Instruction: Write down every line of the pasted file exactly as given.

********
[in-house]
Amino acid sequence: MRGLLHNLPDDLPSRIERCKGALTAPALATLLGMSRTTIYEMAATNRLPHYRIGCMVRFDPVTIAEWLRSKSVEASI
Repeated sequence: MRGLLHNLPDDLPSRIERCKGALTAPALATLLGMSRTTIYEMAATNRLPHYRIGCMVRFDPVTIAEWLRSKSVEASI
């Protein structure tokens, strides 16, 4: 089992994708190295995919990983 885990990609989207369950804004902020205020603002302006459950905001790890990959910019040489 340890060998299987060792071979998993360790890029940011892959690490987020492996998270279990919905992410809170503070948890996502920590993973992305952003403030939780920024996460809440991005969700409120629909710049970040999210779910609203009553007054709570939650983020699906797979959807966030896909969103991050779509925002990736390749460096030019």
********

[in-house]
Amino acid sequence: MRGLLHNLPDDLPSRIERCKGALTAPALATLLGMSRTTIYEMAATNRLPHYRIGCMVRFDPVTIAEWLRSKSVEASI
Repeated sequence: MRGLLHNLPDDLPSRIERCKGALTAPALATLLGMSRTTIYEMAATNRLPHYRIGCMVRFDPVTIAEWLRSKSVEASI
């Protein structure tokens, strides 16, 4: 089992994708190295995919990983 885990990609989207369950804004902020205020603002302006459950905001790890990959910019040489 340890060998299987060792071979998993360790890029940011892959690490987020492996998270279990919905992410809170503070948890996502920590993973992305952003403030939780920024996460809440991005969700409120629909710049970040999210779910609203009553007054709570939650983020699906797979959807966030896909969103991050779509925002990736390749460096030019």